Lana Lawless is a 57 year old transgender woman who is suing the LPGA for the right to play in LPGA sanctioned events.
The LPGA policy states that a competitor must be “female at birth” to be eligible to play in LPGA events. They adopted this policy in the late 1970’s after Renee Richards successfully sued the USTA for the right to play in women’s professional tennis events.
In 2008, Lawless won the women’s division of an annual Long Drive competition with a 254 yard drive. The Long Drivers of America, who sponsor this competition has since changed their eligibility rule to match the LPGA’s “female at birth” requirement. Lana is suing them too.
The United States Golf Association, the Ladies Golf Union in Britain and the Ladies European Golf Tour have all adopted the International Olympic Committee policy which enables transgender women athletes to compete in women’s competitions if they meet several criteria, including competition of sex reassignment surgery, two years of hormone therapy and changing the sex designated on official identity documents. Mianne Bagger, another woman who has undergone gender transition, has been playing in Europe and Australia for several years without incident.
The LPGA has, despite some pressure to address the participation of transgender golfers, failed to change their policy, which specifically prohibits transgender women from competing in LPGA events. It was only a matter of time before this day came. The LPGA’s failure to address this issue proactively now means they will do it in the glare of media and in reaction to a lawsuit. Not the best way to consider policy change.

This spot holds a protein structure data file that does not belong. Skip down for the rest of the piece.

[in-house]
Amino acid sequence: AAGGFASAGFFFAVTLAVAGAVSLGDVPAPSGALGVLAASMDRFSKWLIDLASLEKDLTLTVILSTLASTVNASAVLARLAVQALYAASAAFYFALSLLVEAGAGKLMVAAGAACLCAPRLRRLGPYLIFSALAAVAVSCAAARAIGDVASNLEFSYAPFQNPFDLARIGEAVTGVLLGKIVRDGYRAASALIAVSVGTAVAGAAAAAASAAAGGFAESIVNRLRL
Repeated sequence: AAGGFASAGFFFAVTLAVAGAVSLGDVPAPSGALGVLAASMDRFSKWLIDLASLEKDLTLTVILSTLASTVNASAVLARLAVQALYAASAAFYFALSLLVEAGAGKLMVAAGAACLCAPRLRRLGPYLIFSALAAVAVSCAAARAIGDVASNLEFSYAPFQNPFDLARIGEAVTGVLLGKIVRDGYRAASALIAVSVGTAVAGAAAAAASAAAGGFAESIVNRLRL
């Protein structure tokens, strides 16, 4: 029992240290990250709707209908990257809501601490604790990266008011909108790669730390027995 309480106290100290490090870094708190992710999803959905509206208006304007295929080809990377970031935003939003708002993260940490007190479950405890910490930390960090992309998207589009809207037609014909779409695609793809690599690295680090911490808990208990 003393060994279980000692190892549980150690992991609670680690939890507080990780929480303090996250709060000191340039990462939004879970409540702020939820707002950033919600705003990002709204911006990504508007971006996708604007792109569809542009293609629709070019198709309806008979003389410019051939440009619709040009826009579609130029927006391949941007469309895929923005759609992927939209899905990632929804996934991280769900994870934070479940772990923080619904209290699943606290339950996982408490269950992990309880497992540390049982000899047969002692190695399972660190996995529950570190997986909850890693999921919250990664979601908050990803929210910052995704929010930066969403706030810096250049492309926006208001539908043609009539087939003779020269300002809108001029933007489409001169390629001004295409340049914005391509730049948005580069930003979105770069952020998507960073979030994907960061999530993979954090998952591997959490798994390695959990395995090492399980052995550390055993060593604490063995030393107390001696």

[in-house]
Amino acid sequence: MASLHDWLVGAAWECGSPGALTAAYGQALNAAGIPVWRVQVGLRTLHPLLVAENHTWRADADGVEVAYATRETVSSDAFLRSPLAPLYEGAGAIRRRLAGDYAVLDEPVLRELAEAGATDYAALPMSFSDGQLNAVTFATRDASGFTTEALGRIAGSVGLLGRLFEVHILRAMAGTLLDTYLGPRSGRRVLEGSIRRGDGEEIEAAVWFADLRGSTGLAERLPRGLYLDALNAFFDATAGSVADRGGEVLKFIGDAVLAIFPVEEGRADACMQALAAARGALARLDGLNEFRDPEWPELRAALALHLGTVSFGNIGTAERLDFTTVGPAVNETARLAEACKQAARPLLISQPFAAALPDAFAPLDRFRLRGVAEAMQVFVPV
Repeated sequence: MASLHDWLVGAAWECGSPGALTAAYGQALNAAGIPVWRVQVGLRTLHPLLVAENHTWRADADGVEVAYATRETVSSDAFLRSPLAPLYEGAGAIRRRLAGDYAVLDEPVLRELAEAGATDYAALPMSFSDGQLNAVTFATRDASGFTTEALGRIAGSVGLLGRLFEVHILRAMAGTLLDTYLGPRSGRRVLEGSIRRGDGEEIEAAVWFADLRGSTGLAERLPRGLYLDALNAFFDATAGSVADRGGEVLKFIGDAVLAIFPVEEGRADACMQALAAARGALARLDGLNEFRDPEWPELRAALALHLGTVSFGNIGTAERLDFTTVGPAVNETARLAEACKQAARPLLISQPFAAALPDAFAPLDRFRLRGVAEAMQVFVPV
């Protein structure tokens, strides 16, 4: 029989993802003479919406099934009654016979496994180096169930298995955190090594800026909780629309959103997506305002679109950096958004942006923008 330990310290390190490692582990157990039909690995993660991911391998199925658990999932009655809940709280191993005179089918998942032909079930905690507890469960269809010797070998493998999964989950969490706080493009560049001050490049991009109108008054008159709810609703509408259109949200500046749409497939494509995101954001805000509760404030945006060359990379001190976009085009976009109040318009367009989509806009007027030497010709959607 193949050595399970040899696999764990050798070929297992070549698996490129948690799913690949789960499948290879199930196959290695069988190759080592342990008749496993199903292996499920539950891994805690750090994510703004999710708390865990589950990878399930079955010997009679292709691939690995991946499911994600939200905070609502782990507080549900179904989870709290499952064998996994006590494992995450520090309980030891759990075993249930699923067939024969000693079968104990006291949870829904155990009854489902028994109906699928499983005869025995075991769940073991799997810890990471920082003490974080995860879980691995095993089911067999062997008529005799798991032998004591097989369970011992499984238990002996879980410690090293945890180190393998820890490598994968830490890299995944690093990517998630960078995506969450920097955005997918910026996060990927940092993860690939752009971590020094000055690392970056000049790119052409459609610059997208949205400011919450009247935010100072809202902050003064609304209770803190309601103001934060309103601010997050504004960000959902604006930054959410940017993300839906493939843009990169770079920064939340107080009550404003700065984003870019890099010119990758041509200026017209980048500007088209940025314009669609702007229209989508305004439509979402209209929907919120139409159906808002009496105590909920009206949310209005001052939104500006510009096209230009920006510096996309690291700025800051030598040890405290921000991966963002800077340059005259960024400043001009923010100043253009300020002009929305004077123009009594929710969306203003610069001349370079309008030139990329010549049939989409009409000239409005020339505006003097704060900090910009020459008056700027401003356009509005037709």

In an unexpected twist, Renee Richard, in an interview in the New York Times article, is ambivalent about whether or not she supports Lawless’ goal of playing in LPGA events. Richards believes that “physically strong” transgender women have an advantage over other women competitors and seems to think that decisions about whether or not transgender women should play should be made on a case by case basis. This reservation mirrors the IOC and IAAF policies on the participation of intersex women that were in effect when Caster Semenya’s eligibility to compete as a woman was challenged in the 2009 World Championships and then affirmed this fall. We have seen what a mess the “case by case” policy can be.
Having just spent the better part of a year working on a report that includes policy recommendations to colleges and high schools about the participation of transgender athletes, I have read a lot about and talked to several physicians about the question of whether or not transgender women athletes have an unfair physical advantage in women’s competition. We based our recommendations on the best information available at this time. We can only hope that this, and any other lawsuits like it, will also be decided on the basis of science and medical research and not on prejudice and fear. Time will tell.